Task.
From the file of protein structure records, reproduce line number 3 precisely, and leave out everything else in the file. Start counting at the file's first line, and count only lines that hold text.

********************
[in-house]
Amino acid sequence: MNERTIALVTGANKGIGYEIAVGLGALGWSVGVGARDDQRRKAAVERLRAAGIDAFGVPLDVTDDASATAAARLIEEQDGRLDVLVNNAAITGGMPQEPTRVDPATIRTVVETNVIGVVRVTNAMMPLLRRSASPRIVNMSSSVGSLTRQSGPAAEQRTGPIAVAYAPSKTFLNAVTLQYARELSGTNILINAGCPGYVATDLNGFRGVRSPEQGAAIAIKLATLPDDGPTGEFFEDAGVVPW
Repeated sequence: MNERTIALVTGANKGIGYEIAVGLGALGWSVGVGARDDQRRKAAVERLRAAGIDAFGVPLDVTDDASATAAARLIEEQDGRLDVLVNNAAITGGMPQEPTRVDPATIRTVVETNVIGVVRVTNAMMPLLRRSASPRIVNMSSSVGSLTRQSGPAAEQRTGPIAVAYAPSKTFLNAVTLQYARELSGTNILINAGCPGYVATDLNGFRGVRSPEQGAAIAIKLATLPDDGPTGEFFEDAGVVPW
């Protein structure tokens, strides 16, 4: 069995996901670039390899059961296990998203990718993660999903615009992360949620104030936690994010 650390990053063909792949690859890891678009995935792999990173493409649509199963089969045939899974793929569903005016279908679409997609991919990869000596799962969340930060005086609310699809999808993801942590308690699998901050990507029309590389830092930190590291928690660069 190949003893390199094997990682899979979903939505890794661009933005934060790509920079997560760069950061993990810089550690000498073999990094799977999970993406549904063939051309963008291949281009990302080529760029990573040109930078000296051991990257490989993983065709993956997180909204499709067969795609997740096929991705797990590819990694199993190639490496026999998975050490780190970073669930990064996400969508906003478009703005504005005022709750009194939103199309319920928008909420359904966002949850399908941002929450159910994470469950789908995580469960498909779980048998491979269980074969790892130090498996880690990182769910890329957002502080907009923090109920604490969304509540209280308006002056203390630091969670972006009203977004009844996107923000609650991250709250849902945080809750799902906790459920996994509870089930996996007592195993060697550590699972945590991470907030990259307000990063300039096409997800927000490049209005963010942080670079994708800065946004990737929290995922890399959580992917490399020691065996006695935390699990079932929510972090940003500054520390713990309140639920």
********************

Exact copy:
Repeated sequence: MNERTIALVTGANKGIGYEIAVGLGALGWSVGVGARDDQRRKAAVERLRAAGIDAFGVPLDVTDDASATAAARLIEEQDGRLDVLVNNAAITGGMPQEPTRVDPATIRTVVETNVIGVVRVTNAMMPLLRRSASPRIVNMSSSVGSLTRQSGPAAEQRTGPIAVAYAPSKTFLNAVTLQYARELSGTNILINAGCPGYVATDLNGFRGVRSPEQGAAIAIKLATLPDDGPTGEFFEDAGVVPW